“His zeal to help my father, even though he had taken two lives, undid me. It had been so long since anyone outside the family had shown Dad compassion.”
Since I was one of the few people who still spoke with Dad, it wasn’t surprising that his obituary went mostly unnoticed. But another prisoner wrote a letter that revealed a version of my father that I could admire, what I had unconsciously yearned for since 1992; he said Dad was a poet and an advocate for the voiceless, a fighter of injustice. I cried the tears I didn’t shed when I learned of his crime, when he was sentenced, when I walked across those dirty prison floors. All along, I had tried to separate myself from my father’s actions, in fear of social rejection and condemnation, but any judgment directed toward Dad had also hit me. Silence only delayed and heightened my pain.
There’s no reason for anyone to discover my association with Dad’s crimes anymore. Yet now I want to connect my story with his, to claim him as my father. I have to. Because in my struggle to disassociate myself from him, I had dehumanized myself.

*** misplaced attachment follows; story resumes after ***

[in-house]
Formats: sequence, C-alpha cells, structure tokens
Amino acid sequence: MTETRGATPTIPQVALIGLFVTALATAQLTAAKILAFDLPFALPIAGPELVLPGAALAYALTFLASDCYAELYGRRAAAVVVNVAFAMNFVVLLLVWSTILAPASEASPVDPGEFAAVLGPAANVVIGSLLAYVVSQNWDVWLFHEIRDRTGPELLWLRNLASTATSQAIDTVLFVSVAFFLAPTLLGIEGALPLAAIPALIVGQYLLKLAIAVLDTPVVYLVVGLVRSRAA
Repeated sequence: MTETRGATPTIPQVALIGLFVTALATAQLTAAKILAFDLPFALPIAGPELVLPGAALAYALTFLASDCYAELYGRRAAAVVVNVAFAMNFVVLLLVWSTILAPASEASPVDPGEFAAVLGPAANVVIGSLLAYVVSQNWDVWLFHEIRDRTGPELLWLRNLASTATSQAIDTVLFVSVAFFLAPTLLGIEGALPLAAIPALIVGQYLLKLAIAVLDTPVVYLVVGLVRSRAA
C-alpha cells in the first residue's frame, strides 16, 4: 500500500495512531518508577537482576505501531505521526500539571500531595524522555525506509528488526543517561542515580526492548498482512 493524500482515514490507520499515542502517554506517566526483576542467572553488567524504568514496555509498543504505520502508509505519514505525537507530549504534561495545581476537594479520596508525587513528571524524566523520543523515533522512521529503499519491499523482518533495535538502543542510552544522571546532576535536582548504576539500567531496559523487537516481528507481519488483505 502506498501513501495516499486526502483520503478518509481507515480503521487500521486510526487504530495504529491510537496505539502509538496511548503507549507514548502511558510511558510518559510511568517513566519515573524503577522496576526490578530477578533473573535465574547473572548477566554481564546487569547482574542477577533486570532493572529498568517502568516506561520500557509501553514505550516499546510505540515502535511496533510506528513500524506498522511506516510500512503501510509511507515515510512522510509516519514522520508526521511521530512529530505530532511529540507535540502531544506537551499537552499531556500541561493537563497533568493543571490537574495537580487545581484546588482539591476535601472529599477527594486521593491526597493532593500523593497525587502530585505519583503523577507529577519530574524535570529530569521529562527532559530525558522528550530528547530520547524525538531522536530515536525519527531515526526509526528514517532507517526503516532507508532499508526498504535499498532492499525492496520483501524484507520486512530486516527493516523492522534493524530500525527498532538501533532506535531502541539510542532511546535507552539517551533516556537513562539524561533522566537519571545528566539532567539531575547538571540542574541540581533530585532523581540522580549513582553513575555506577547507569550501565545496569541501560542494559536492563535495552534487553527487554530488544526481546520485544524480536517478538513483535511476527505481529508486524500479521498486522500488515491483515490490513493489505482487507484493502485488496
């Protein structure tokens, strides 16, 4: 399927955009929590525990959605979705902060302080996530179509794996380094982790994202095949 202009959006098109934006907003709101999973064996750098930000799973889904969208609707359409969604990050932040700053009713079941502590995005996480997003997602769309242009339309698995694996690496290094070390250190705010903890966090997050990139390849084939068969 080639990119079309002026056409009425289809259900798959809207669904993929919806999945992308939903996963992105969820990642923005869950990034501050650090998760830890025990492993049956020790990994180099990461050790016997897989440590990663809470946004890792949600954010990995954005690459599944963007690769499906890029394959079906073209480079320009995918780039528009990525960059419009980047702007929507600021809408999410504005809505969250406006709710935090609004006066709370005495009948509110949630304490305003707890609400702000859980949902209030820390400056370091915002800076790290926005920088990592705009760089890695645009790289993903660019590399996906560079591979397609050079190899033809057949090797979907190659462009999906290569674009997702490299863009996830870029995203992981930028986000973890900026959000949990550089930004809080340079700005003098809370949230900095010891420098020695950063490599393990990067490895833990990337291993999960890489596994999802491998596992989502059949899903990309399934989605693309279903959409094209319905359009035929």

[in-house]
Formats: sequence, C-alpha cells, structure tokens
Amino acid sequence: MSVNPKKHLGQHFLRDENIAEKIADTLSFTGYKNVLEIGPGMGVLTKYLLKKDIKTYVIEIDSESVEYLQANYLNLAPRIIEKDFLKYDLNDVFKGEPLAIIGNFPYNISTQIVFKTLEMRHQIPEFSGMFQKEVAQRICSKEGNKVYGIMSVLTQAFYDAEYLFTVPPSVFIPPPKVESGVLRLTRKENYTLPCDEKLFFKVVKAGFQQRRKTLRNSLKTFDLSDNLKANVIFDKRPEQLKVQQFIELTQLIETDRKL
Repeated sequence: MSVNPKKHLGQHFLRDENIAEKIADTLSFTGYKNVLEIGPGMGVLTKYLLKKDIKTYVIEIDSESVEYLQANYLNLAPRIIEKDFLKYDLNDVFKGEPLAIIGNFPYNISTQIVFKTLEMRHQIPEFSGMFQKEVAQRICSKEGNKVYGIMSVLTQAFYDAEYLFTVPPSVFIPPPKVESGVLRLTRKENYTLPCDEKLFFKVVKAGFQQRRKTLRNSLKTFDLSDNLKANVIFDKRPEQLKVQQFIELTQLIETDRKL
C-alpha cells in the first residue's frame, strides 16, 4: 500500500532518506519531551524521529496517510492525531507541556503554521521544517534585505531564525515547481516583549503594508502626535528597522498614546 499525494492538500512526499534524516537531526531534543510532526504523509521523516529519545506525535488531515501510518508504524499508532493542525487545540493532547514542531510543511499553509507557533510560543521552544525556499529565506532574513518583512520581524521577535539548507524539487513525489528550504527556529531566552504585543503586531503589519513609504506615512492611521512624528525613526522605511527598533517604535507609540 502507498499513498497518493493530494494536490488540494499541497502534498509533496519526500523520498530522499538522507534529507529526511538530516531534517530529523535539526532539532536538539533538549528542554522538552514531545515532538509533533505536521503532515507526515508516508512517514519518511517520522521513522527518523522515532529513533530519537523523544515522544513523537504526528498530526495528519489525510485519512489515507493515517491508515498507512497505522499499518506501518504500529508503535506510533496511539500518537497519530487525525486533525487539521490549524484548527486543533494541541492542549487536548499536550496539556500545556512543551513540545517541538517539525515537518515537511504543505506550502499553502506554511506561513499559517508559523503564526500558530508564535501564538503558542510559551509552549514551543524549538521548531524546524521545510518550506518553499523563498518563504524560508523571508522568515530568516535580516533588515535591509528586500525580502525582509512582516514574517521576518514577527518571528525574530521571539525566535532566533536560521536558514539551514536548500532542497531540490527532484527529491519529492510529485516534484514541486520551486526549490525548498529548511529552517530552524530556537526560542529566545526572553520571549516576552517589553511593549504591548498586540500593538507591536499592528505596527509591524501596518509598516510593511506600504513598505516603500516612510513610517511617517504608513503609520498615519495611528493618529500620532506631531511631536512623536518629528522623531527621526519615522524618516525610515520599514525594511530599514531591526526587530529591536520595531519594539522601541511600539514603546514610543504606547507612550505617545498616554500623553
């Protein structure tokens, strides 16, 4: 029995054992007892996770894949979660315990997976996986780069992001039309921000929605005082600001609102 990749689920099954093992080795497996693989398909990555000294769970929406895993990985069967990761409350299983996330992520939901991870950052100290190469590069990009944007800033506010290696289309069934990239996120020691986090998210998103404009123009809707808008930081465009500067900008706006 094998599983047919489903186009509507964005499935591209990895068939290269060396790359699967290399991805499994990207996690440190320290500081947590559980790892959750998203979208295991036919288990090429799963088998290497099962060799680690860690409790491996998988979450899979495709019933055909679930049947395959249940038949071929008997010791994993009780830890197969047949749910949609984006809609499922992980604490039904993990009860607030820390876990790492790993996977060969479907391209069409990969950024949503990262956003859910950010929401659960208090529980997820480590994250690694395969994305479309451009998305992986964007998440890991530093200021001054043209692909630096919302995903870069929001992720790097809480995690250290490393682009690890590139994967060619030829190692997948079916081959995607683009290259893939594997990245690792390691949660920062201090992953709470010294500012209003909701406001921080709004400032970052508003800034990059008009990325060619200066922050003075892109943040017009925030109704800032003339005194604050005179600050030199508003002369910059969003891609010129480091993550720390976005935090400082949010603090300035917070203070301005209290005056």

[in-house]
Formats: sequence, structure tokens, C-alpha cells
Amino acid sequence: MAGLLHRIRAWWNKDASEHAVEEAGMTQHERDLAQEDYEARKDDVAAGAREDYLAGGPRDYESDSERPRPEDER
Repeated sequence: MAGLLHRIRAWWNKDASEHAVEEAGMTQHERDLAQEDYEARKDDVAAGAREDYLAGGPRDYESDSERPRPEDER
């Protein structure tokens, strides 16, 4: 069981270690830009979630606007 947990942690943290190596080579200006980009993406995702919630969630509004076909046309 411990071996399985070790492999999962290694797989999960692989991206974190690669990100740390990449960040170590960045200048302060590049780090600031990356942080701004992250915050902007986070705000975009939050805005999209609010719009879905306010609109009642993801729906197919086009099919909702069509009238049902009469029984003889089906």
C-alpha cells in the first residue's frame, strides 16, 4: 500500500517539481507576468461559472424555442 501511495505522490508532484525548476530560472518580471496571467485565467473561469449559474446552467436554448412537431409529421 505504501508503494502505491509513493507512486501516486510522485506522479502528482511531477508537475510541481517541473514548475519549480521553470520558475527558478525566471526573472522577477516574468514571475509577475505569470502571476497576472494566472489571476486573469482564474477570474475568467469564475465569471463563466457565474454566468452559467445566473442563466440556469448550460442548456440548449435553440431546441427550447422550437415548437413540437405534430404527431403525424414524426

I had believed that people who commit crimes — especially murder — were criminals and should not be given any special consideration. I did not want to think too hard on this or find evidence to the contrary. But this shortsighted view was flawed for many reasons, not least of which is that it did not allow compassion for my or any other person’s suffering due to the incarceration of a loved one.
The doctor’s actions and the prisoner’s letter allowed me to see my father’s humanity. And they finally gave me the courage to recognize my own.